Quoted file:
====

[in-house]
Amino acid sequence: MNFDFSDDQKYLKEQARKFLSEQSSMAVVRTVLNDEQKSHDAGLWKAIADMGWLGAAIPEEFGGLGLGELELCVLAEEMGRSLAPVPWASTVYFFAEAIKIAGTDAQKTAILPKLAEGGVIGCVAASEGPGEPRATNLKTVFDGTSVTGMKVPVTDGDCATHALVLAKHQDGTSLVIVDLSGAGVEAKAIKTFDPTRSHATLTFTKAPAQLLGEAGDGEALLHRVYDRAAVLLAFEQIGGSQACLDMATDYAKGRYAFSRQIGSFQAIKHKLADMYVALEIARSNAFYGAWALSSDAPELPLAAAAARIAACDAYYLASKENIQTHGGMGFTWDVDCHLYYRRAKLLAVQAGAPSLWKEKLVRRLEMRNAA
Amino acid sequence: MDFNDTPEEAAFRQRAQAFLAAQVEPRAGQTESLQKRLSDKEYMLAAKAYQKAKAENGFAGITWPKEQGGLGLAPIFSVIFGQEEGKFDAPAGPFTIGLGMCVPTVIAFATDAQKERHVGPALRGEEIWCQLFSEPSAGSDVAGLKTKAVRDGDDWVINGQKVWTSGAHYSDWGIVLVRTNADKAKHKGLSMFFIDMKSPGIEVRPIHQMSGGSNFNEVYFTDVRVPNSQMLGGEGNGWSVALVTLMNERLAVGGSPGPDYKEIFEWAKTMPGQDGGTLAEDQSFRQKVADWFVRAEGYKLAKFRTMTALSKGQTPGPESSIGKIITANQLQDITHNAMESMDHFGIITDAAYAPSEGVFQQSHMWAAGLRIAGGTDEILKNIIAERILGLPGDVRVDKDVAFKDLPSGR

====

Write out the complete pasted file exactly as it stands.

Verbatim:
[in-house]
Amino acid sequence: MNFDFSDDQKYLKEQARKFLSEQSSMAVVRTVLNDEQKSHDAGLWKAIADMGWLGAAIPEEFGGLGLGELELCVLAEEMGRSLAPVPWASTVYFFAEAIKIAGTDAQKTAILPKLAEGGVIGCVAASEGPGEPRATNLKTVFDGTSVTGMKVPVTDGDCATHALVLAKHQDGTSLVIVDLSGAGVEAKAIKTFDPTRSHATLTFTKAPAQLLGEAGDGEALLHRVYDRAAVLLAFEQIGGSQACLDMATDYAKGRYAFSRQIGSFQAIKHKLADMYVALEIARSNAFYGAWALSSDAPELPLAAAAARIAACDAYYLASKENIQTHGGMGFTWDVDCHLYYRRAKLLAVQAGAPSLWKEKLVRRLEMRNAA
Amino acid sequence: MDFNDTPEEAAFRQRAQAFLAAQVEPRAGQTESLQKRLSDKEYMLAAKAYQKAKAENGFAGITWPKEQGGLGLAPIFSVIFGQEEGKFDAPAGPFTIGLGMCVPTVIAFATDAQKERHVGPALRGEEIWCQLFSEPSAGSDVAGLKTKAVRDGDDWVINGQKVWTSGAHYSDWGIVLVRTNADKAKHKGLSMFFIDMKSPGIEVRPIHQMSGGSNFNEVYFTDVRVPNSQMLGGEGNGWSVALVTLMNERLAVGGSPGPDYKEIFEWAKTMPGQDGGTLAEDQSFRQKVADWFVRAEGYKLAKFRTMTALSKGQTPGPESSIGKIITANQLQDITHNAMESMDHFGIITDAAYAPSEGVFQQSHMWAAGLRIAGGTDEILKNIIAERILGLPGDVRVDKDVAFKDLPSGR